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5 Comments on “Reconfiguring the Irish system of higher education”

  1. Vincent Says:

    Forgive me for what I’m about to write.

    Who, in 100 words, could not put down the essence of this document. It’s the Scorpion and the Frog.

    Now more than ever I think it’s time all the universities remove themselves from funding control of the State. Otherwise, what we’ll end up with will make the HSE debacle look like a sound forward-looking tactics.
    It’s time to accept the charge of the Establishing Warrants and be independent. Then bill the State as they would any other contracting party for services.

  2. I think I’m with you on that Vincent. I often think that if we were a private institution selling courses to the government, we would be far more efficient and effective. But what are the chances of that. Perhaps it’s natural for people (including myself) to think that our own views are right and do what we can to try to get them implemented (including removing autonomy from others). Centralised planning (“directed diversity” – HEA) has the potential to be a complete disaster.

  3. PB Says:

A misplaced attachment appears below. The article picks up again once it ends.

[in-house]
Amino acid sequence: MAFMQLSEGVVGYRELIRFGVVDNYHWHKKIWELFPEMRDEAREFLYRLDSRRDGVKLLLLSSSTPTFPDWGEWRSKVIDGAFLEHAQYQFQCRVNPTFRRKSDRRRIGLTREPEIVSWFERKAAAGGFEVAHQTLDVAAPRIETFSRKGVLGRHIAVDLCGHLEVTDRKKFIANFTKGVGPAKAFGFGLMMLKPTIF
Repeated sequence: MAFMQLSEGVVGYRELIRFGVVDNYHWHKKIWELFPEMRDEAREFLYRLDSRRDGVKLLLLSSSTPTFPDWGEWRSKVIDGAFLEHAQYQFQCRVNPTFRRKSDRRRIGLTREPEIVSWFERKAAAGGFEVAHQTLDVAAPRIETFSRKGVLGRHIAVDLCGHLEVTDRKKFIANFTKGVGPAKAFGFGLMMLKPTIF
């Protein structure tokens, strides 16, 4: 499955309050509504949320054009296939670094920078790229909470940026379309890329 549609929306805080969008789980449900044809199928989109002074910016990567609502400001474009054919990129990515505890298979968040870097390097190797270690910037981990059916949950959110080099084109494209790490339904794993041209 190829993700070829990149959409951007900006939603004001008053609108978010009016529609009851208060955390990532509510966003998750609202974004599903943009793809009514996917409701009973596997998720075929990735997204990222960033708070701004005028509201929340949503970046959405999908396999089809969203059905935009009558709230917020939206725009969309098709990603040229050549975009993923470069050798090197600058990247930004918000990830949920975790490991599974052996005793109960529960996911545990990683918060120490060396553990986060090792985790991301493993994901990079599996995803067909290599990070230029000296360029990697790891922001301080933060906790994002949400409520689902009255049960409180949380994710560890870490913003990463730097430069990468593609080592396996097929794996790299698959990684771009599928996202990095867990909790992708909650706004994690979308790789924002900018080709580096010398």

Thank you FVP for your informed comments on this. I have engaged conscientiously with a number of institutions to discuss partnership over the past 2 years. There are real issues with the idea that institutions can form some sort of fixed strategic alliance. These sorts of alliance require additional time commitment to work. In many cases there is a resource commitment as new courses are set up. If the idea is that you take one module at University A and then another at University B, there are issues with University brand that are of significance to students and issues of timetabling. If I co-supervise a PhD at another institution and this co-supervision is substantial, how does this work if the fees are retained by the other institution? Does forming an alliance trump the better educational outcome? Unintended outcomes are very likely and we should not be surprised to see institutions investing energy in ‘gaming’ the system. High minded talk about strategic alliances will be difficult to act on if institutions lose significant revenue as a consequence. Almost every aspect of the HEA approach has the feel of grandiose plans by people who have no idea how the practicalities might work.